Director: Damien O'Donnell
Running time: 96 mins (approx)
Certification (UK): 15
UK Release date: 5th November 1999
Watched on Sky+ Friday 26th August 2011.
PLEASE NOTE: THERE MAY BE SPOILERS IN THIS REVIEW.
I live and work in an area of the UK with a very large Pakistani population and so I thought this film might throw a little light on that community. A lot of people I know are always telling me that this film is really good and a great comedy. Well, even though I don’t ‘get’ a lot of comedies, I thought I’d take a look, and I must say, although it has some amusing moments and some very funny dialogue, it’s not really a comedy. I will tell you why after this brief summary.
Set in Salford, Manchester in the early 1970’s, this film tells the story of chip shop owner George Kahn, his wife Ella and their children. There are six sons and one daughter, oh, and I should point out that Ella is white and from Manchester. George wants to bring the kids up in the traditional Pakistani manner. Unfortunately for him, they don’t particularly want to be brought up like that. He is insistent though, and goes ahead arranging marriages for his sons without telling them until the very last minute. We get a look into how the youngsters are just typical teenagers/young adults, who just want to be able to have a good time with their friends. The relationships between the various family members are also looked at quite closely, particularly Ella’s relationship with George. I really don’t want to go into too much detail as I’m very wary of giving too much of the plot away (Them Spoiler Police are very strict these days!).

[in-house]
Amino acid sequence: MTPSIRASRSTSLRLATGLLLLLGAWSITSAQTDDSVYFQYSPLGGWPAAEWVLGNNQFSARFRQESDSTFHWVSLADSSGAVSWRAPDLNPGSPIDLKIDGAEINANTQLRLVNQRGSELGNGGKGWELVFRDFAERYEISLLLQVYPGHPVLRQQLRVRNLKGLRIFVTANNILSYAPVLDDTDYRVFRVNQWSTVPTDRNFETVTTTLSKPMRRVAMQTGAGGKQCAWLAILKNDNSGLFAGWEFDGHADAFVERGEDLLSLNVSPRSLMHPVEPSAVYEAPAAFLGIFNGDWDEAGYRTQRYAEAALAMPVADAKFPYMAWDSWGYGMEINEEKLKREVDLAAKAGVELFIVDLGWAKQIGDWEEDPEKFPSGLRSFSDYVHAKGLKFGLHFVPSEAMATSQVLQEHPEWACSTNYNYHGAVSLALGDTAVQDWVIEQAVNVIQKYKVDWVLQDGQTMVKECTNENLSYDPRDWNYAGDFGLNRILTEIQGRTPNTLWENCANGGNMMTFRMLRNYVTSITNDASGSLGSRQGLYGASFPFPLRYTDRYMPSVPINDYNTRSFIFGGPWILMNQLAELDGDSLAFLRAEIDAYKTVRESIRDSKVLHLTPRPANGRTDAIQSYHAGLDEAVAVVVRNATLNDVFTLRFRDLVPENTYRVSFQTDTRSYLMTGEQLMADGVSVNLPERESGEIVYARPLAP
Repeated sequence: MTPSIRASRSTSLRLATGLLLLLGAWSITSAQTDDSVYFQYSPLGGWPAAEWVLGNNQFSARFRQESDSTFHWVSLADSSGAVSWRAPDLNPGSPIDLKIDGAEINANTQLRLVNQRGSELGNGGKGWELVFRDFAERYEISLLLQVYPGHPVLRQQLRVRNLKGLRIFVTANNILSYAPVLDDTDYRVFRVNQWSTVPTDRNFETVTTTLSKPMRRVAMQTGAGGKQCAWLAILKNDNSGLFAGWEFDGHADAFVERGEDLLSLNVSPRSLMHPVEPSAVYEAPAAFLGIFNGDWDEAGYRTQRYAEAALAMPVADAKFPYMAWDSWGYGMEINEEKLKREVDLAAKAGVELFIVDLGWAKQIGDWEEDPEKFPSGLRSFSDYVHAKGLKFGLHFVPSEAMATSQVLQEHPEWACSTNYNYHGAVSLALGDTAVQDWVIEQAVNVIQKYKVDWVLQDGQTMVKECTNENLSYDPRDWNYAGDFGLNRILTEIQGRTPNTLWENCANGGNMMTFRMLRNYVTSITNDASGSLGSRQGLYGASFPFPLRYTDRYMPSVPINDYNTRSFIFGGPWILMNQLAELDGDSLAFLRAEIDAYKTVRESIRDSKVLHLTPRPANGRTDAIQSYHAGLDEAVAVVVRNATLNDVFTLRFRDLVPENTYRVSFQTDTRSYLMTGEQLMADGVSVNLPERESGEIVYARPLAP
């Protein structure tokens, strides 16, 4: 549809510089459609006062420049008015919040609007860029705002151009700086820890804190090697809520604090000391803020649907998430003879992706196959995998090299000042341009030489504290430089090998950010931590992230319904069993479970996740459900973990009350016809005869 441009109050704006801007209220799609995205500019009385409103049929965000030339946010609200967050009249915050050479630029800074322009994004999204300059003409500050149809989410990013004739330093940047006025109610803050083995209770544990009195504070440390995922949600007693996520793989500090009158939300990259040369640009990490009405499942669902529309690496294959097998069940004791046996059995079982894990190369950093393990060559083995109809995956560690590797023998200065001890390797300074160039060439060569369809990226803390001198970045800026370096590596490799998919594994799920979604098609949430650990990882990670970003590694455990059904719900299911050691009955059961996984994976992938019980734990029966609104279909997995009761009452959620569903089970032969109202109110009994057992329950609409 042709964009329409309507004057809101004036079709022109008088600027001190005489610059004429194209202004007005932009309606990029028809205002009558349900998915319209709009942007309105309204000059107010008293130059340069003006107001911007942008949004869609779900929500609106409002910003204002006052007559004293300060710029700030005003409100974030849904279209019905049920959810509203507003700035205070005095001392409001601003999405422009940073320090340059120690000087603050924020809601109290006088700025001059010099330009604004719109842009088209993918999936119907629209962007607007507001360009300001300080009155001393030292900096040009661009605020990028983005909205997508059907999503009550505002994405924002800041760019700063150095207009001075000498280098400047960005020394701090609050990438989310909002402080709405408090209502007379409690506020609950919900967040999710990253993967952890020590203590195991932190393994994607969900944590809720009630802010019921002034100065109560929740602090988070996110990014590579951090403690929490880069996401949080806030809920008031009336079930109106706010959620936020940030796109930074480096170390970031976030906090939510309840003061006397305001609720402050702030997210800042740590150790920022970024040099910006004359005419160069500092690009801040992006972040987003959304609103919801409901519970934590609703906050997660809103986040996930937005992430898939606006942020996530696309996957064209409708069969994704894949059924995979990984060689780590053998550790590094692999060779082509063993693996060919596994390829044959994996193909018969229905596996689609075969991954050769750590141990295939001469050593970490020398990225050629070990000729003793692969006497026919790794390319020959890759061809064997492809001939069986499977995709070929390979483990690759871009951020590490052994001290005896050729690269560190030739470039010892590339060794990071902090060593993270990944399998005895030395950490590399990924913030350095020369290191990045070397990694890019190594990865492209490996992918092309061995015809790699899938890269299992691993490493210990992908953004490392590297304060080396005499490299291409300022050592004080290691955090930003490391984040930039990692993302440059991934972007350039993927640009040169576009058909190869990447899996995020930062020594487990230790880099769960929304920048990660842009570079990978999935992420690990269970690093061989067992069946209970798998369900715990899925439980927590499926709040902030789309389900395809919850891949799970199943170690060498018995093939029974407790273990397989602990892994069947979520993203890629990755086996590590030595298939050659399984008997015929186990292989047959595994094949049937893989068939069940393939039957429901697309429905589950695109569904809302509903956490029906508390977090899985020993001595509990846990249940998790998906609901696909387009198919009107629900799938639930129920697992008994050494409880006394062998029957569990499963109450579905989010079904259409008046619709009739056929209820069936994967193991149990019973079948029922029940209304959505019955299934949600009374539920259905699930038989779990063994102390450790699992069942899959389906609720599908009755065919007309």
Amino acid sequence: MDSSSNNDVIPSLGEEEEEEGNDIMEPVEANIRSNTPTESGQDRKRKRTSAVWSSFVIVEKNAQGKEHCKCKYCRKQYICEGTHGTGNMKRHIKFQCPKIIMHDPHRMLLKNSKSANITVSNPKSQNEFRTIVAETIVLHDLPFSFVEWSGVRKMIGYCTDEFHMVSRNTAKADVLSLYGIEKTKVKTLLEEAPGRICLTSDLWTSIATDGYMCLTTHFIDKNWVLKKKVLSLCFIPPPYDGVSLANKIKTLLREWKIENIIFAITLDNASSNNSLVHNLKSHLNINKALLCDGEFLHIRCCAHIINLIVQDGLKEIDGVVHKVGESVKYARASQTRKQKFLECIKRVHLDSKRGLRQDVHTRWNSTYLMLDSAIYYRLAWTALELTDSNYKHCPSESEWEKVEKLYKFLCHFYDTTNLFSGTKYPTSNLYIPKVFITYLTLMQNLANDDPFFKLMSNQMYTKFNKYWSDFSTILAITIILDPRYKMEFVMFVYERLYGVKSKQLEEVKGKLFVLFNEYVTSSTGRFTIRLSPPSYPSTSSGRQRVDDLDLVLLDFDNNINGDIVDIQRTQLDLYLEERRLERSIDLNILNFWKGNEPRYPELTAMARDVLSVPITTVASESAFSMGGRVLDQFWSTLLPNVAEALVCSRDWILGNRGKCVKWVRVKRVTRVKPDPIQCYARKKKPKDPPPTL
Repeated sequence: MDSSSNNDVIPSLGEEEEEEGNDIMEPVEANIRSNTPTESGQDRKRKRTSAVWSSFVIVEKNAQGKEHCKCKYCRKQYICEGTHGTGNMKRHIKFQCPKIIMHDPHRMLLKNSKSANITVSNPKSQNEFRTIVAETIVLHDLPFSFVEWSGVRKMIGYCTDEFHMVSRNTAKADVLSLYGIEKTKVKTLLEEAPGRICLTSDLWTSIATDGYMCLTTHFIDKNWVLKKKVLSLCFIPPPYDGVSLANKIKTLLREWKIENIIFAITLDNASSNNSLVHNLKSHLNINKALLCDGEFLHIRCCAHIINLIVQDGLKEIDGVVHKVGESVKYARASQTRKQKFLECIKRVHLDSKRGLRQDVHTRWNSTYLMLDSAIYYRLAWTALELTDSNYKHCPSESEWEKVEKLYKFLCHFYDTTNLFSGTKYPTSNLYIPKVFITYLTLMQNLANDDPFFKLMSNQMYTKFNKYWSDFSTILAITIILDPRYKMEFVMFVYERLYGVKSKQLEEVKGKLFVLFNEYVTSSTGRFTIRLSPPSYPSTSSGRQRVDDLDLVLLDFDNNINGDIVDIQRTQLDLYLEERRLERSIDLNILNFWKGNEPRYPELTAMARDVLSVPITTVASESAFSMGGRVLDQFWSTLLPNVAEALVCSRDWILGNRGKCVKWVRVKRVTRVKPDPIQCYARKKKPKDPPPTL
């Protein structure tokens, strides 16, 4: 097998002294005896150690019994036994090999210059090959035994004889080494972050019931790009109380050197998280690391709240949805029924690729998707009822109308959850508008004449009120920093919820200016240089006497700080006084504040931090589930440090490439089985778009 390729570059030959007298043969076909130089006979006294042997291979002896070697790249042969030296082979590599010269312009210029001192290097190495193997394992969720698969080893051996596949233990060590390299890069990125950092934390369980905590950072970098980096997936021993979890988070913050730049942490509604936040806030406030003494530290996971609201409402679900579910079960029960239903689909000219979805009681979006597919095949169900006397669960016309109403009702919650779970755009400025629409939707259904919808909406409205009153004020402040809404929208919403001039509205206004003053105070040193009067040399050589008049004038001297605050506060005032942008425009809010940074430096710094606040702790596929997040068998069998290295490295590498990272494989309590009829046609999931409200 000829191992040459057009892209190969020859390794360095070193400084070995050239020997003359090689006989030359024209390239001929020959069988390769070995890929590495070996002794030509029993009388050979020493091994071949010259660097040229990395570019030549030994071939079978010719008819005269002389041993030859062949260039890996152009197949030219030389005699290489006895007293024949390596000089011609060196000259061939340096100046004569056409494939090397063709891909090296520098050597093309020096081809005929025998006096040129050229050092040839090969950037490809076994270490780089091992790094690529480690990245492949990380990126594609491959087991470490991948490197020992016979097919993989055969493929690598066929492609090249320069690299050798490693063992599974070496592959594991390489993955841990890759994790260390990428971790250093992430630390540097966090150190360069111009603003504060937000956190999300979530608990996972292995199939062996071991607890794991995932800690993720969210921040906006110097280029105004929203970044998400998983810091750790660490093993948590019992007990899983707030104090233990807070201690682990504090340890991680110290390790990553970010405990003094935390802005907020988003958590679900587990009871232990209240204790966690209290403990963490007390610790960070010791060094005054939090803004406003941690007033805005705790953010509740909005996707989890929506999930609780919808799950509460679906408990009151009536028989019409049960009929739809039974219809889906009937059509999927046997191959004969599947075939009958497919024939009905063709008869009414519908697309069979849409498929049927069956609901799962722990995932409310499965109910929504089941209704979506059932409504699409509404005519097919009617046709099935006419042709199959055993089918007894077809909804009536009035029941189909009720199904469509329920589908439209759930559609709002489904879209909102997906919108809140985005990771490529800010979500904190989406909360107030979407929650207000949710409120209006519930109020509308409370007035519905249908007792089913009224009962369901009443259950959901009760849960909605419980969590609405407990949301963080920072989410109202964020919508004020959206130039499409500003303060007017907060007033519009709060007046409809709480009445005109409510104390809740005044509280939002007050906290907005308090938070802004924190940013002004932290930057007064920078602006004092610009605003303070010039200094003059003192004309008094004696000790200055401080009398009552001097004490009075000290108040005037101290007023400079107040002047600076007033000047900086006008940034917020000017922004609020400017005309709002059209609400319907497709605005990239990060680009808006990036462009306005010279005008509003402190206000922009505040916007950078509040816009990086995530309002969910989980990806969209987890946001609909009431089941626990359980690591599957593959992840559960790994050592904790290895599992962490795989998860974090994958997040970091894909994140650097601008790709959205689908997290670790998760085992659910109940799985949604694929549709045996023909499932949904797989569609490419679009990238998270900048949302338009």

A very well made British film with some nice insights into a very interesting, and diverse family. The highlight for me was the performances of the main characters, both Om Puri as George Kahn and Linda Bassett as Ella Kahn were excellent. All the kids were very good; Jordan Routledge as Sajid, Archie Panjabi as Meenah, Emil Marwa as Maneer, Chris Bisson as Saleem, Jimi Mistry as Tariq, Raji James as Abdul and Ian Aspinall as Nazir.
For me, I thought this film worked much better as a drama; this aspect of the plot brought out the best performances and was much more interesting. I did feel that a lot of opportunities went begging, but I could see that the filmmakers were very wary of causing offence. It was almost like they wanted to make a full-blown comedy, but the, more interesting, story about relationships and family life got in the way. I should mention that there are scenes of domestic violence that some may find distasteful. Having said that, I did quite enjoy this film and I think so long as you’re not expecting a raucous comedy, it’s one I can deem… Recommended.
My Score: 6.6/10.
IMDb Score: 6.7/10 (based on 9,232 votes at the time of going to press).
Rotten Tomatoes Score: 81/100 (based on 31 reviews counted at the time of going to press).
Mark: Gunga Din! Drinking the white man’s brew!
Fat Twat: What are you doing here, Abdul?
Abdul Khan: It's me stag night. I’m getting’ married.
Mark: Who to?
Abdul Khan: Dunno. Me dad hasn’t bothered introducing us yet.